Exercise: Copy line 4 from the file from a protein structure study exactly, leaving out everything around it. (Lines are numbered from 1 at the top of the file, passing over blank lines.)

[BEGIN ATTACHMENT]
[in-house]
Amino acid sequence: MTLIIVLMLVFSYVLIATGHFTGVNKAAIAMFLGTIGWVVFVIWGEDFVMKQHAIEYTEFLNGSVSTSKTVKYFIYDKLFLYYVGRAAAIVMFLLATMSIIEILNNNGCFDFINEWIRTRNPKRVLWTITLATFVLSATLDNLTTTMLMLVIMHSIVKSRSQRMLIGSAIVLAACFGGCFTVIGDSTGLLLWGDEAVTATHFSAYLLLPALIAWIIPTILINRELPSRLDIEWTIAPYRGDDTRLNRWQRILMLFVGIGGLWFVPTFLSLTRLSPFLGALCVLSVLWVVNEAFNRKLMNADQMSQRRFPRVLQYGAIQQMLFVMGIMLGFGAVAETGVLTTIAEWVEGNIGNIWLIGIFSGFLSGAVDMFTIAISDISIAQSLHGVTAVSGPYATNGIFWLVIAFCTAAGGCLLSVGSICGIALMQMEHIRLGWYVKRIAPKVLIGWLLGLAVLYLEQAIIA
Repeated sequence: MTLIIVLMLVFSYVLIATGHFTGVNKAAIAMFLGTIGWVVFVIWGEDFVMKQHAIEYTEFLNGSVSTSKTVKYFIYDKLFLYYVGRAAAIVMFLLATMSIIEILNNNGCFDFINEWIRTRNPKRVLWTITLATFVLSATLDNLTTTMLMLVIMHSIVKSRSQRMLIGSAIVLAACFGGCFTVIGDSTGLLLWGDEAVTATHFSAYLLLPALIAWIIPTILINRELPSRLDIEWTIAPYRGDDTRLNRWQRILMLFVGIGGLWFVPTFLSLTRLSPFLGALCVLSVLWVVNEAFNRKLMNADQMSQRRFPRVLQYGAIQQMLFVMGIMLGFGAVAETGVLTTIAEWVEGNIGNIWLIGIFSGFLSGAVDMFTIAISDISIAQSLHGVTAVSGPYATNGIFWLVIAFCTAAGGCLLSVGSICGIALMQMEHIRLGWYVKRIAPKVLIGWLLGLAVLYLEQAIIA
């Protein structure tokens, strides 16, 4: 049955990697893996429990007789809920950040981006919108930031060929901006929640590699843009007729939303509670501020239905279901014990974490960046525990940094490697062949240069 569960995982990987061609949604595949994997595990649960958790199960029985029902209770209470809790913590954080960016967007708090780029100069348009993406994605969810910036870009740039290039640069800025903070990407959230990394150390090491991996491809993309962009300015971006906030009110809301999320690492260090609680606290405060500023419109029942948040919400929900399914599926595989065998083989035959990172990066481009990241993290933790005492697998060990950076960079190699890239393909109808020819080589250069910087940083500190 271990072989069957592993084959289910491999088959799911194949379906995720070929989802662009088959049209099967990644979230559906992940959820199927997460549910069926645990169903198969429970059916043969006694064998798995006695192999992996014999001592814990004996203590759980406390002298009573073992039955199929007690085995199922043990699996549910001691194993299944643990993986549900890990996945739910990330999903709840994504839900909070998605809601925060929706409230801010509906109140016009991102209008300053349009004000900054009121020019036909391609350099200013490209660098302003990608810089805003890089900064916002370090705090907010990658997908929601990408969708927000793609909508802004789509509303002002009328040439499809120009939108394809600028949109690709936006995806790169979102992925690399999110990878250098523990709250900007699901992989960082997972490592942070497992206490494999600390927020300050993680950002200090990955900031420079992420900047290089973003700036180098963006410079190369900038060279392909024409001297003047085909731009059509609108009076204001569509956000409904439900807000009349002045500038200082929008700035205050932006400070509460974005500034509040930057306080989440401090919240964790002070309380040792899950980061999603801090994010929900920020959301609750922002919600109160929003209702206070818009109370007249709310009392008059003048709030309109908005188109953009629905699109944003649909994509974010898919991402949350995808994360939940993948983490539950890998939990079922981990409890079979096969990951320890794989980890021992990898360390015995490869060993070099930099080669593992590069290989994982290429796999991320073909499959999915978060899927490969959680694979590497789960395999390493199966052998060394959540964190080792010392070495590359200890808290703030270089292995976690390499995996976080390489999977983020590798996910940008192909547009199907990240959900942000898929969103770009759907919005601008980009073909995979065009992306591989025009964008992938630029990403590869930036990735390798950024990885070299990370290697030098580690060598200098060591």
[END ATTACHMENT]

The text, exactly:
């Protein structure tokens, strides 16, 4: 049955990697893996429990007789809920950040981006919108930031060929901006929640590699843009007729939303509670501020239905279901014990974490960046525990940094490697062949240069 569960995982990987061609949604595949994997595990649960958790199960029985029902209770209470809790913590954080960016967007708090780029100069348009993406994605969810910036870009740039290039640069800025903070990407959230990394150390090491991996491809993309962009300015971006906030009110809301999320690492260090609680606290405060500023419109029942948040919400929900399914599926595989065998083989035959990172990066481009990241993290933790005492697998060990950076960079190699890239393909109808020819080589250069910087940083500190 271990072989069957592993084959289910491999088959799911194949379906995720070929989802662009088959049209099967990644979230559906992940959820199927997460549910069926645990169903198969429970059916043969006694064998798995006695192999992996014999001592814990004996203590759980406390002298009573073992039955199929007690085995199922043990699996549910001691194993299944643990993986549900890990996945739910990330999903709840994504839900909070998605809601925060929706409230801010509906109140016009991102209008300053349009004000900054009121020019036909391609350099200013490209660098302003990608810089805003890089900064916002370090705090907010990658997908929601990408969708927000793609909508802004789509509303002002009328040439499809120009939108394809600028949109690709936006995806790169979102992925690399999110990878250098523990709250900007699901992989960082997972490592942070497992206490494999600390927020300050993680950002200090990955900031420079992420900047290089973003700036180098963006410079190369900038060279392909024409001297003047085909731009059509609108009076204001569509956000409904439900807000009349002045500038200082929008700035205050932006400070509460974005500034509040930057306080989440401090919240964790002070309380040792899950980061999603801090994010929900920020959301609750922002919600109160929003209702206070818009109370007249709310009392008059003048709030309109908005188109953009629905699109944003649909994509974010898919991402949350995808994360939940993948983490539950890998939990079922981990409890079979096969990951320890794989980890021992990898360390015995490869060993070099930099080669593992590069290989994982290429796999991320073909499959999915978060899927490969959680694979590497789960395999390493199966052998060394959540964190080792010392070495590359200890808290703030270089292995976690390499995996976080390489999977983020590798996910940008192909547009199907990240959900942000898929969103770009759907919005601008980009073909995979065009992306591989025009964008992938630029990403590869930036990735390798950024990885070299990370290697030098580690060598200098060591």